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    A strong and stable banking system is the backbone of an effective economy. Bank loans and Investments divert funds into productive uses, creating businesses, jobs, and a higher standard of living. As the Southern African Development Community (SADC) endeavours to liberalise the economies of the region in pursuit of improved livelihoods for the people of Southern Africa, it strives to build an integrated banking system that will better facilitate Trade among Member States and with the world at large. However, SADC recognises the current volatility in financial systems throughout the world, particularly in Europe. With this issue in mind, SADC has taken steps to ensure legal and regulatory measures are in place to prevent a similar crisis occurring in the region as its markets become more integrated.

    Banking and the Protocol on Finance and Investment

    Measures laid out in SADC’s Protocol on Finance and Investment encourage cooperation and coordination of exchange controls, information and communications technology, and regulatory and supervisory policies among the Central Banks of SADC’s Member States. It also advises Member States to develop harmonised standards of practice and regulations, thereby ensuring all SADC Central Banks follow common procedures and operational frameworks. A coherent and convergent approach to banking in the region lays a foundation as SADC moves toward Monetary Union and a SADC-wide Central Bank.

    The Committee of Central Bank Governors in SADC

    To facilitate implementation of the Protocol on Finance and Investment, SADC has assembled two groups: the Committee of Central Bank Governors in SADC (CCBG) in 1995 and the SADC Banking Association in 1998.

    The Committee of Central Bank Governors responds to a need for a specialised body facilitating close cooperation among the Central Banks of SADC Member States. Comprised of the governors of each Member State, the Committee is responsible for promoting development of financial institutions and markets through cooperation and consensus on financial, investment, and foreign exchange policies.

    Meanwhile, the SADC Banking Association coordinates the cross-border banking activities of its members. These activities include influencing policy, interacting with stakeholders, and initiating projects that can contribute to sustainable banking and investment policies and activities in the SADC region. The Association works closely with the Committee of Central Bank Governors, maintaining dialogue on relevant projects and recent developments in the regional banking environment.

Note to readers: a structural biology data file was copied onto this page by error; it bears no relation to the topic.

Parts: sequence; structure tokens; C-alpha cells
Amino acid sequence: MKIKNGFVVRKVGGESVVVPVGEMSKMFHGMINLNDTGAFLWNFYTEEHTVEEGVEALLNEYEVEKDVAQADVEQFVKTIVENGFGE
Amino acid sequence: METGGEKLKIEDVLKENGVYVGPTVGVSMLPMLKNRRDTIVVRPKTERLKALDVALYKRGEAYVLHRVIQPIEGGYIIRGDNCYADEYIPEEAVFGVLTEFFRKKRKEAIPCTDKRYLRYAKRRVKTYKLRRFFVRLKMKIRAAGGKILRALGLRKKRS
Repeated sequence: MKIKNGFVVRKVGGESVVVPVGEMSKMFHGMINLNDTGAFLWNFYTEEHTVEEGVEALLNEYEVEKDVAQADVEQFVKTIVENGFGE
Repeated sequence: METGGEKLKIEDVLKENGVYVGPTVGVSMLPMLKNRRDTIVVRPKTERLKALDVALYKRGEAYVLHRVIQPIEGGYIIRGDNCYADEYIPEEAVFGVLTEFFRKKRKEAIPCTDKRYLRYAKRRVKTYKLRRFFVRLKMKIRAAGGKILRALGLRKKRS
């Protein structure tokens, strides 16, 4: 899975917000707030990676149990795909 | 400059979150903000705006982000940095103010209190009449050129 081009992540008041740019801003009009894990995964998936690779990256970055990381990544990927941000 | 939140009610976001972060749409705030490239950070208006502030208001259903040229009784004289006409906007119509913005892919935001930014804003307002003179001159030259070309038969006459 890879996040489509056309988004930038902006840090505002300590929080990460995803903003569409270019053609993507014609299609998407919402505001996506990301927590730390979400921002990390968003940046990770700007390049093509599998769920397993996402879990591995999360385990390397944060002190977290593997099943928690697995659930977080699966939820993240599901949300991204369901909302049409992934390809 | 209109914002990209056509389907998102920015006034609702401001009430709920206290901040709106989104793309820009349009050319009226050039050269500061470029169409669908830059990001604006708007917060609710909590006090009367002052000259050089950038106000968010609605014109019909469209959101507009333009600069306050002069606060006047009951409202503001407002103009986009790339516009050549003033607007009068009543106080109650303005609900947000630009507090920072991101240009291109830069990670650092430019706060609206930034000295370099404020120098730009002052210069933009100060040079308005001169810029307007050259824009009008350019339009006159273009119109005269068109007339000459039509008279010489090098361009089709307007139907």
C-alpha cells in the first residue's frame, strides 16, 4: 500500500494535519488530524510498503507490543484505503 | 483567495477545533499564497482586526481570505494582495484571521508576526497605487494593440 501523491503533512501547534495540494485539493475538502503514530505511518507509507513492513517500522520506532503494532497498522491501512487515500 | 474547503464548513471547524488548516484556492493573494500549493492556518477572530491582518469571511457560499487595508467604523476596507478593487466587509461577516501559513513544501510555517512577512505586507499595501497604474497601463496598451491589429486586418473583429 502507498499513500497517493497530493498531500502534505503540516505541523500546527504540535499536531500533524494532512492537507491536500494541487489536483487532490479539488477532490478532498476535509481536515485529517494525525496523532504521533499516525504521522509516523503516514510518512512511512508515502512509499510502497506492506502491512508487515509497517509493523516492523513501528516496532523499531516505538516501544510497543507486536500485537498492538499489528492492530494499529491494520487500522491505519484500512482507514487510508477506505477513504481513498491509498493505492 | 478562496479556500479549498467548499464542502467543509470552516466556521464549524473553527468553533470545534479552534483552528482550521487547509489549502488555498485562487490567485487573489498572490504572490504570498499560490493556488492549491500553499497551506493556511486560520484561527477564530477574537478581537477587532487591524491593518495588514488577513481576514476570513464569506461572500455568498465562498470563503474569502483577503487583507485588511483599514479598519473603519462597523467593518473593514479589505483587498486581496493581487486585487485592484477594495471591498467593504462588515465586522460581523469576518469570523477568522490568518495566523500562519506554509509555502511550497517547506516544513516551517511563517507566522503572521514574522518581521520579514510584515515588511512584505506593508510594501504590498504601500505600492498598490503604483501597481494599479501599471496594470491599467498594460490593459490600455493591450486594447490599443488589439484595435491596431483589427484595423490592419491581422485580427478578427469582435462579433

Current Challenges and SADC’s Response

    An immediate challenge for the SADC region is the on-going Eurozone crisis, which has affected liquidity on a global scale. Fortunately, the financial system within the region is not deeply integrated with the world economy and has been less affected than other regions. Still, on August 18, 2012, H.E. Donald Kaberuka, President of the African Development Bank, addressed the SADC Summit of Heads of State, advising Member States to mobilise resources for investment in projects that will help Southern Africa move forward despite the global financial situation.

    Several projects operated by the SADC Banking Association are already underway. The South African government has invested heavily in developing capacity within its staff to engage with and initiate public-private partnership. These public-private partnerships are an essential tool for building capacity in the region, allowing the building of Infrastructure without diverting scarce public funds away from human development and basic services.

    The SADC Banking Association has also taken steps to combat financial crime in the region, advising its members on crime prevention, money laundering deterrence, and other criminal activities that could increase as the region’s economies become more integrated.

    Furthermore, the SADC Banking Association has commissioned research on critical weaknesses in banking operations throughout the region. From this research, it is currently drafting a set of standards for credit risk management and mitigation for the use of its members. Harmonised banking operations throughout the region further facilitate the ultimate SADC goal of Regional Integration for its Member States.

    Relevant Documentation

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